where they live, their school, religion, culture or major health decisions. So
this doesn’t mean that the children spend equal time with the parents.That’s
a separate matter. That’s as you can see on the scree,n that’s the sort of lives
with or spends time with orders. But the equal shared parental responsibility,
that remains equal as it implies between both parents. Unless there’s some reason
such as domestic violence or something like that where that might not be the
equal shared parental responsibility. You might have heard words in the past or
maybe you still do in family law around custody. Who has custody of the children.
So family law doesn’t use those words anymore in Australia. Instead it’s the
lives with orders or spends time with orders. But you might still hear that
around custody or access. They are words that aren’t really used anymore. The
other thing to keep in mind around family law is that parents have the
responsibilities for their children. They don’t have the
rights. So a parent doesn’t have the right to spend time with the children.
It’s the children who have the rights. A child has the right to to spend time
with their parents. In family law if it’s a complicated matter or going to court
you might have worked with an independent children’s lawyer. So that’s
when the court appoints a lawyer to represent the child’s interests in those,
in the parenting order cases. Proof of paternit,y that’s just something else
that might come up in family law. Particularly around child support. So it
might be relevant if somebody is the father of the child. And sometimes there’s
court orders to order a paternity testing. So they’re just some words you
might come across if you are interpreting in family law settings. The
other things you might see that come across are around the family law
processes. So I mentioned before mediation or family dispute resolution.
So this is a compulsory step in family law. Except where there’s things
like domestic violence or if the matter is urgent. Every you, can’t go straight to
court for family law. You have to try this mediation or family dispute
resolution process. And legal aid has a section. A family dispute resolution
sectio. So again that might be another setting where you are asked to interpret.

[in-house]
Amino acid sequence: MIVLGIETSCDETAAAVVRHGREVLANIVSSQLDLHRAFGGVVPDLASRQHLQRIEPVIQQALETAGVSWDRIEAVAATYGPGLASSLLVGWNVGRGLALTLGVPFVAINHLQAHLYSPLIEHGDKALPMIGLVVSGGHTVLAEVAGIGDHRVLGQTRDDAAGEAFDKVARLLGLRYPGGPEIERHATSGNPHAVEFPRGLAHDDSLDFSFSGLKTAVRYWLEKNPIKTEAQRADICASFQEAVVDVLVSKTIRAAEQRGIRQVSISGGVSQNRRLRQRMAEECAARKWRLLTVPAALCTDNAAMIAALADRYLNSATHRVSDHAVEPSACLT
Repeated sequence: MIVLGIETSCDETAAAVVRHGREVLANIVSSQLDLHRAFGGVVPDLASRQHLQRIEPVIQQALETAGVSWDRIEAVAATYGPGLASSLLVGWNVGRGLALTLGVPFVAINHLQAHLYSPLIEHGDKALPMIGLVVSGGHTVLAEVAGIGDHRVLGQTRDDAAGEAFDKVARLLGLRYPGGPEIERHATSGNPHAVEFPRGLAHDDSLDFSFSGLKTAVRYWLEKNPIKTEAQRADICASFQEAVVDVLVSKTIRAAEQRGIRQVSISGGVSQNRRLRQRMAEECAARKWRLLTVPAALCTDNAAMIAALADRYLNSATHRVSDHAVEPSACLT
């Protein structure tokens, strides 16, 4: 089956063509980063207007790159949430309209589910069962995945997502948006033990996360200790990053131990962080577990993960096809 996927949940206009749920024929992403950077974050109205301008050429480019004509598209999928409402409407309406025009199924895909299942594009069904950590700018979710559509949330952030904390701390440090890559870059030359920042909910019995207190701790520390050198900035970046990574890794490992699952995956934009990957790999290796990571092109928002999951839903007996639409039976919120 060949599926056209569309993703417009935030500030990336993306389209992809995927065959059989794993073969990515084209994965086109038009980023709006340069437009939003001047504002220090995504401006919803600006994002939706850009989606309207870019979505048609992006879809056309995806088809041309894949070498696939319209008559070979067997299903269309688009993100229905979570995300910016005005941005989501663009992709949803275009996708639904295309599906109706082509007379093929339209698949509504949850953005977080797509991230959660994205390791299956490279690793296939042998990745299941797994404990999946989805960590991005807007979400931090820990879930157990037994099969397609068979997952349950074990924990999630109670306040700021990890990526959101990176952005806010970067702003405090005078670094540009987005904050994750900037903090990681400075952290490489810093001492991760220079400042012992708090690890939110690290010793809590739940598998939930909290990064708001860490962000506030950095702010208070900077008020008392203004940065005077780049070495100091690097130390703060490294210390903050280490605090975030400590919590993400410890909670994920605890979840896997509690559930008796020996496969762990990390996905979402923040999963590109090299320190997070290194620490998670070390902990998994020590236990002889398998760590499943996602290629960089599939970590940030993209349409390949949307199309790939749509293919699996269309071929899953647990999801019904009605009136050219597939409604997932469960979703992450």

And sometimes that’s done face-to-face or by phone. Or sometimes if the couple is in high dispute, there’s been violence, there might be what’s called shuttle mediation. So the parties are in separate rooms and the mediator
moves between the the parties. So mediation, it is a confidential
meeting where there’s an independent third person, the mediator to help people
come to a agreement about their matter. And that has to be attempted before
going to Court. So the outcome of the family dispute resolution might be those
two words you can see on the right-hand side of the screen. So either
consent orders. So that’s when the parties agree to what happens with the
children or with the property. But it gets lodged with the Court, so it turns
into formal consent orders. So it’s a court order that people have agreed
to themselves. The other option is a parenting plan. So that’s an agreement by
the parents about what’s best for their children and for them. And that’s often
done with the help of a mediator or family dispute resolution practitioner.
Oh I’ve got a question about how does Australia deal with cultural or
religious laws. I guess there are lots of cultures that have their own types of
divorce I guess. Yeah I think in Australia. Well to get married you
can get married in a religious setting or by a religious person, but you still
need to apply for a marriage certificate. So I think you can definitely, if you’ve
been married overseas, it’s definitely applicable. Still applies in Australia.